Among the key points:

  • Reduces Rental Housing Stock: The study demonstrates that these programs were associated with a reduction in the stock of rental housing of more than 10 percent in Berkeley and Santa Monica over the decade.

  • Harms Low-Income Families: In Berkeley and Santa Monica, significant reductions in the numbers of persons and households in the groups it was intended to help: low-income households, college students, elderly persons, families with children, and disabled persons. By contrast, the number of very-low and low-income households increased in virtually every comparison community.

  • High-Income Earners Benefit More: Tight and shrinking housing markets created during periods of restrictive rent control seem to favor economically advantaged individuals and households.
  • Promotes Gentrification: The evidence suggests that rent control (along with growth control, down-zoning, “neighborhood preservation” laws, and eviction control) promotes accelerated gentrification.

  • Harms Economically Disadvantaged Households: The evidence seems to indicate that restrictive rent control programs contain significant biases against the interests of many of the same groups formally targeted for assistance by the legislation.

St. John & Associates, 1993

  • Elimination of Rent Control Added Value to Housing: Rent control's removal in Cambridge produced large, positive, and robust spillovers onto the price of never-controlled housing from nearby decontrolled units. 
  • Added $1.8 Billion to Housing Values: Elimination of rent control in Cambridge added about $1.8 billion to the value of Cambridge's housing stock between 1994 and 2004, equal to nearly a quarter of total Cambridge residential price appreciation in this period. Positive spillovers to never-controlled properties account for more half of the induced price appreciation. 

David H. Autor, Christopher J. Palmer, Parag A. Pathak

Working Paper 18125 - National Bureau of Economic Research, June 2012

  • Rent Control is Not Efficient: A preponderance of the literature points toward the conclusion that rent control introduces inefficiencies in housing markets.
  • Does not Provide Redistribution as Advocates Promise: The literature on the whole does not sustain any plausible redemption in terms of redistribution.
  • Harms the Economy: While temporary price freezes might be beneficial under certain extreme situations, such as during wartime when rent controls provide a way to ration housing without imposing undue hardship, long-term rent freezes are undoubtedly harmful to economies.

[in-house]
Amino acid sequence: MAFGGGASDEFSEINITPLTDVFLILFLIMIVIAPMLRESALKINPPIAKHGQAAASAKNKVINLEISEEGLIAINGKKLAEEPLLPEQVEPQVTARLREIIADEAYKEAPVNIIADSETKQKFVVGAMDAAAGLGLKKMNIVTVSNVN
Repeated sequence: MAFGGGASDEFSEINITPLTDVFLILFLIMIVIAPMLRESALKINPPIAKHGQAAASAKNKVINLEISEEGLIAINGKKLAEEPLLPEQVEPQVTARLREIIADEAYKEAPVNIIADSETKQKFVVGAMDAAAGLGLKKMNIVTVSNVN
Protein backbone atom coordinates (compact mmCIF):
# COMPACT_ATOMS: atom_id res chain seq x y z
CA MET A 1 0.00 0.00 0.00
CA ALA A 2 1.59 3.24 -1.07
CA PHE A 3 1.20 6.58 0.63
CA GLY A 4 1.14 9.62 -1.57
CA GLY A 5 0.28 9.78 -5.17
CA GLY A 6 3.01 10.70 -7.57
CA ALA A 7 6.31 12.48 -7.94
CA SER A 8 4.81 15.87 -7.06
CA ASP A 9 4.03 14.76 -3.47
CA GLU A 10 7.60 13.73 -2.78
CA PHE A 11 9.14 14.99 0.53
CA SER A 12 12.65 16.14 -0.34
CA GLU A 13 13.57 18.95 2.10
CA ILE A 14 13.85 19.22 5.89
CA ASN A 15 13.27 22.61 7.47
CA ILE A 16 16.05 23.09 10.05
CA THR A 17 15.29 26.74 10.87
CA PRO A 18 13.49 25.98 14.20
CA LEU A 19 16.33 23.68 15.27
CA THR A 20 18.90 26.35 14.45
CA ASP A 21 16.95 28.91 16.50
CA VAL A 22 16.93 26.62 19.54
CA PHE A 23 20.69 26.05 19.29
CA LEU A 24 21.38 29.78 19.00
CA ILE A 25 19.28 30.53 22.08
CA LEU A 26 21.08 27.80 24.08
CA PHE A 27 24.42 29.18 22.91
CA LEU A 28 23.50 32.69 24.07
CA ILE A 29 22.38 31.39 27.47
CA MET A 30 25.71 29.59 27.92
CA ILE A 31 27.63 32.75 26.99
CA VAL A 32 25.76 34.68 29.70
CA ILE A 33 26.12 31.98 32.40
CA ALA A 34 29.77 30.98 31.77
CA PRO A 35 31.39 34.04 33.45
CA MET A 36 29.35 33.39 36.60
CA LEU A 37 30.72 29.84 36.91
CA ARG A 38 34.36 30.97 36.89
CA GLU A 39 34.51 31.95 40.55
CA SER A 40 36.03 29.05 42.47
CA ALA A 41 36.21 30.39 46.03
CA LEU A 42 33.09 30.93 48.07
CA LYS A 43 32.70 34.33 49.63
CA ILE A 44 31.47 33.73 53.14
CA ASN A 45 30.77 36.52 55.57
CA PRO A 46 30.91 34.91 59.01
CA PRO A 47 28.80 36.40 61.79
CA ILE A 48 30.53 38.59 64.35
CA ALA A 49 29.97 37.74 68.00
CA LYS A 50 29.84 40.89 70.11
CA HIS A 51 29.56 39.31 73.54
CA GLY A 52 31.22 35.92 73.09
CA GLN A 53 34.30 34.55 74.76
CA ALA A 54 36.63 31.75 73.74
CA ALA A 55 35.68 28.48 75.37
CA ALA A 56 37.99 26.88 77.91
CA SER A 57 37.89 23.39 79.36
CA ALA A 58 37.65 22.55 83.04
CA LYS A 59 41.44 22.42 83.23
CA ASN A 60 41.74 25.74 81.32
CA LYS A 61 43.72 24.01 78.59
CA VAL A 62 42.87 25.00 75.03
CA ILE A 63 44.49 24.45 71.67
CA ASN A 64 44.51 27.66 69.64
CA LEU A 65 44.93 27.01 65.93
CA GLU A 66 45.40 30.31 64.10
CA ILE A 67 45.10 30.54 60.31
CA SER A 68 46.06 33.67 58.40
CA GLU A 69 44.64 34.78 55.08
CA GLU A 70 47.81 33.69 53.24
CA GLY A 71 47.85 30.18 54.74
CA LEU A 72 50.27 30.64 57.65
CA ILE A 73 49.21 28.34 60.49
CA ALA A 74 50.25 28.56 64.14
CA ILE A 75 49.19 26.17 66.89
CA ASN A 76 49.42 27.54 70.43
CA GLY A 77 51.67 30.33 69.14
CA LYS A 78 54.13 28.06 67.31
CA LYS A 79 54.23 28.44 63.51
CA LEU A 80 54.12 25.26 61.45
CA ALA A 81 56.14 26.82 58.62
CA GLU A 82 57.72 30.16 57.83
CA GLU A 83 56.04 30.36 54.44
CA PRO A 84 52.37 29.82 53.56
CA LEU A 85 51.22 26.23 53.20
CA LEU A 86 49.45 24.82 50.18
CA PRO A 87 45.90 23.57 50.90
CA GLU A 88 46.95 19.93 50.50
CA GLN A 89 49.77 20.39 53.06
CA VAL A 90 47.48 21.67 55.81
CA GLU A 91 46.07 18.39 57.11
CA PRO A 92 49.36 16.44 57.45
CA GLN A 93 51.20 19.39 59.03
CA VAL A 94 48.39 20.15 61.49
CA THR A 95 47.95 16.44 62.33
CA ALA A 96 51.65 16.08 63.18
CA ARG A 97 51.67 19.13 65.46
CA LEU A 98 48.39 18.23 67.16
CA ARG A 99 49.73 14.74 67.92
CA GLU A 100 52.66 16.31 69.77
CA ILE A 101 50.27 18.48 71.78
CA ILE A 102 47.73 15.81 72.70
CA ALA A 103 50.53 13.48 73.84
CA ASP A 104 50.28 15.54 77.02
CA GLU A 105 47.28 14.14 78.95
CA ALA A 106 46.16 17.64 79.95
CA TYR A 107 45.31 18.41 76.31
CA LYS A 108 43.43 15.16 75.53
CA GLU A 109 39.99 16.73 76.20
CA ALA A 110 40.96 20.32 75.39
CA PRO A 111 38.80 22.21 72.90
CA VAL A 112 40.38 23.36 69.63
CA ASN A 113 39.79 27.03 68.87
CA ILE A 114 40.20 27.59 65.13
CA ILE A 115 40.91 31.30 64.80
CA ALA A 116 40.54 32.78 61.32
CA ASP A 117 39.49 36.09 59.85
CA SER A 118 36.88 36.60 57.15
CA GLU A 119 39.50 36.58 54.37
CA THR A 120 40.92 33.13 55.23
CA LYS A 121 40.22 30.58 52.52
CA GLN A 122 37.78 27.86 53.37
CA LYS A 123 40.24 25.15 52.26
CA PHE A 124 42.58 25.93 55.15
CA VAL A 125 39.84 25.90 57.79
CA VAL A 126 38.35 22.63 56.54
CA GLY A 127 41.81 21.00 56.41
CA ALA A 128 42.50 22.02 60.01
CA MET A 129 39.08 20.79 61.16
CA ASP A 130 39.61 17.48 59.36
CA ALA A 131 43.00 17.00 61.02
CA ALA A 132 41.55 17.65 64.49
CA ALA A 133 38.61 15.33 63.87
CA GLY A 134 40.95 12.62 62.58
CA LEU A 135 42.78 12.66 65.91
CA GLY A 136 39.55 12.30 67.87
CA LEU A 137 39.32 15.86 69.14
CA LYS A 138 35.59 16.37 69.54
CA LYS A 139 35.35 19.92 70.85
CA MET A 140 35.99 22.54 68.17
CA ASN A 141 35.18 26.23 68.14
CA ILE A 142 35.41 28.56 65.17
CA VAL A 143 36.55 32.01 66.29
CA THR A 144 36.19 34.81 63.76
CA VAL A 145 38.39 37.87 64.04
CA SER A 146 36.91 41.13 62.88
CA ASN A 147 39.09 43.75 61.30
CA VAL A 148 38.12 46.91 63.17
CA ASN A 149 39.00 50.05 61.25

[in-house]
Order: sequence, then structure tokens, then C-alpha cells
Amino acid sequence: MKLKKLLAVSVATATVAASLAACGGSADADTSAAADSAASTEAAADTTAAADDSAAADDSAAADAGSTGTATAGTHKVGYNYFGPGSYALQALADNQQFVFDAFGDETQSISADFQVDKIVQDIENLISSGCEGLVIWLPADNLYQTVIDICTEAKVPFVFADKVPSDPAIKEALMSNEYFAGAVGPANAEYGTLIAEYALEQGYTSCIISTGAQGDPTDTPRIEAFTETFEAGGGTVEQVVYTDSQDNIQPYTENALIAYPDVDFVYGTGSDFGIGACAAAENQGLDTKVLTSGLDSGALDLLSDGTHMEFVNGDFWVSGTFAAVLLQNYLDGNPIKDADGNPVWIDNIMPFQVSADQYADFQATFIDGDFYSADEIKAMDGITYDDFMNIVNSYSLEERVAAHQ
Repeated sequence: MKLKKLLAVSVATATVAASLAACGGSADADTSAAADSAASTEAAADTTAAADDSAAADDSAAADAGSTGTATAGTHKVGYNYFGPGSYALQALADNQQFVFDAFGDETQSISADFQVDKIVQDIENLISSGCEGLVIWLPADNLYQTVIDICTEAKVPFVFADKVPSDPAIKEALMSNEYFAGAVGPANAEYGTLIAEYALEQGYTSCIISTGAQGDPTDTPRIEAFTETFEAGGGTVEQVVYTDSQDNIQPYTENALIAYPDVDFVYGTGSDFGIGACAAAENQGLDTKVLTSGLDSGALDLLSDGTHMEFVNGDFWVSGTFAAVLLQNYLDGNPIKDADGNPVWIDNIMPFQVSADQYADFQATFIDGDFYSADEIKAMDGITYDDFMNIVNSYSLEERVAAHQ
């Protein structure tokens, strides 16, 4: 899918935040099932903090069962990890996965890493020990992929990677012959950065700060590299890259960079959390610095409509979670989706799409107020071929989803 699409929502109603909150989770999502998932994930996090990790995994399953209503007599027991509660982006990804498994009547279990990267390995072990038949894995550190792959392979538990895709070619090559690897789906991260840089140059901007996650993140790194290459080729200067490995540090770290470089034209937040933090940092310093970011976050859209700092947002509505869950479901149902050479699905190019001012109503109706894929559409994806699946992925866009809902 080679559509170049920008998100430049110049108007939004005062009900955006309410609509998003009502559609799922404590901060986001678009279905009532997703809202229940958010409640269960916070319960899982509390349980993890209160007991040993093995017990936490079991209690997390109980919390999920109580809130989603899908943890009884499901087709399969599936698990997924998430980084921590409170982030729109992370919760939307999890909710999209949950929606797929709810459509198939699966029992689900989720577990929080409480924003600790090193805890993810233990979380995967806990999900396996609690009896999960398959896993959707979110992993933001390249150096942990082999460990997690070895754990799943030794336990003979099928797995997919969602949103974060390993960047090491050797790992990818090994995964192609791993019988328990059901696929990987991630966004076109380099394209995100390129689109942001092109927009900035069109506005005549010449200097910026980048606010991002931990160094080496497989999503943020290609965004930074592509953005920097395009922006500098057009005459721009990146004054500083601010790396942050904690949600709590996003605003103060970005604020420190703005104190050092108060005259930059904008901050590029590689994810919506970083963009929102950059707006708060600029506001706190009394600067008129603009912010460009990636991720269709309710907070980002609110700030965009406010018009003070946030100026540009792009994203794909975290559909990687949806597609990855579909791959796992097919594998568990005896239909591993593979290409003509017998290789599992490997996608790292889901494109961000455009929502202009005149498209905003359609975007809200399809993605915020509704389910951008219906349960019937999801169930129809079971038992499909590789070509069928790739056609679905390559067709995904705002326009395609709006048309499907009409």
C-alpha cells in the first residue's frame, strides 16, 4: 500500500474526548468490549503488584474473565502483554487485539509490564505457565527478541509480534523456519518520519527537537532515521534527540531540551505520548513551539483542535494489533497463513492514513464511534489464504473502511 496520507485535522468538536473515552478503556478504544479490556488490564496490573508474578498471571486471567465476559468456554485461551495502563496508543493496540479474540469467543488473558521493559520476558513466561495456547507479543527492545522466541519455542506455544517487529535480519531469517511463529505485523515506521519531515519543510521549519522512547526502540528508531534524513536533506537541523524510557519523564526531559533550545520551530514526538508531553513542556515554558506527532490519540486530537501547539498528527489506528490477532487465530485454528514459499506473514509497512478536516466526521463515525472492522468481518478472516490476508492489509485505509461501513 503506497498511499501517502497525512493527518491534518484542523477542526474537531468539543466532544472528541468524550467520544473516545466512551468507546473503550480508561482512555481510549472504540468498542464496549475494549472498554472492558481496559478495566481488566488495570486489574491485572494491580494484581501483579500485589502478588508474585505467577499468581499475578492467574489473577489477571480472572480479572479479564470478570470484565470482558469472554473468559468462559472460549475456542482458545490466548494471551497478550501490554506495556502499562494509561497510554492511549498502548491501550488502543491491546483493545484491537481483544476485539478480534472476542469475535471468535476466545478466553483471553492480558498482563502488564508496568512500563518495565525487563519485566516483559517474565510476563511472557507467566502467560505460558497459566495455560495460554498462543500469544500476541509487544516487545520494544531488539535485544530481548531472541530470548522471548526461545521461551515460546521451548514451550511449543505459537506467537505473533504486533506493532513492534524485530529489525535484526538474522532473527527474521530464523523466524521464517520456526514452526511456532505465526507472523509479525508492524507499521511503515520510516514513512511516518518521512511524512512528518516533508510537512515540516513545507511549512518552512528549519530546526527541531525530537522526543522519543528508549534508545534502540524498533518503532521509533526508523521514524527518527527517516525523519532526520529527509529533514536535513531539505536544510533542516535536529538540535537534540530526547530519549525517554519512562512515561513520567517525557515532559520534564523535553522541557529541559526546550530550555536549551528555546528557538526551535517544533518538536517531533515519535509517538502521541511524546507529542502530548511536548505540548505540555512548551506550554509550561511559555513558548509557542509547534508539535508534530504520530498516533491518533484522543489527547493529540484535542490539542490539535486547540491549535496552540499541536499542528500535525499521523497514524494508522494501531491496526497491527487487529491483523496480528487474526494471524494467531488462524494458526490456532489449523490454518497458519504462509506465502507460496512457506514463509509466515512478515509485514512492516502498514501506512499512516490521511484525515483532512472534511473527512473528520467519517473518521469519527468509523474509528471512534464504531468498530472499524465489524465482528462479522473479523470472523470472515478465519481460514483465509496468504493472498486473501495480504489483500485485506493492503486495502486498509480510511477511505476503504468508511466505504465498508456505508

• Reduces Tenant Mobility: The one clear impact that all rent control regulations will have is to reduce rents for some groups of existing tenants and create a wedge between their housing costs, if they stay in their existing unit, and their housing costs if they move. This wedge has been found to severely reduce mobility.
  • Creates More Problems than it Solves: The economics profession has reached a rare consensus: Rent control creates many more problems than it solves.

By Blair Jenkins - Eco Journal Watch, Vol 6, Number 1 January 2009, pp 73-112

Among the key points:

  • Rent Control Would Decrease Home Values: Imposing rent control on single-family homes would significantly reduce rental income potential for these small-scale owners, and thereby decrease the value of the underlying properties for these businesses.
  • Rent Control on Single-Family Homes Would Incentivize Conversions: As a result, many mom-and-pop property owners would be incentivized to hold units vacant, move into the unit themselves, put less profitable homes up for sale, or even exit the rental business by converting homes from rentals to owner-occupied properties. 
  • Rent Control on Single-Family Homes Would Hurt Tenants: Ultimately, extending rent control to include single family homes would be a threat to the very group that rent control advocates hope to help – the large number of families who rely on renting single-family homes as their only viable housing option. 

Kenneth Rosen, UC Berkeley, Fisher Center for Real Estate and Urban Economics, October 2018

Among the key points:

  • Property Converted to Other Uses: Rent control incentivizes property owners to convert rental units to other uses; such as for-sale housing units or non-residential buildings. 
  • Inefficient Allocation: Rent control reduces the effective supply of available rental units through an inefficient allocation of housing. 
  • Discourages Development: Rent control limits the creation of new rental supply by discouraging development activity.   

Kenneth Rosen, UC Berkeley, Fisher Center for Real Estate and Urban Economics, September 2018

Among the key points:

  • Less Tax Revenue: Potential net reduction in state and local revenues of tens of millions of dollars per year in the long term. Depending on actions by local communities, revenue losses could be less or considerably more.
  • Economic Effects: If communities respond to this measure by expanding their rent control laws, it could lead to several economic effects. The most likely outcomes include: To avoid rent regulation, some landlords would sell their rental housing to new owners who would live there. The value of rental housing would also decline because potential landlords would not want to pay as much for these properties. 

The California Legislative Analyst’s Office, November 2018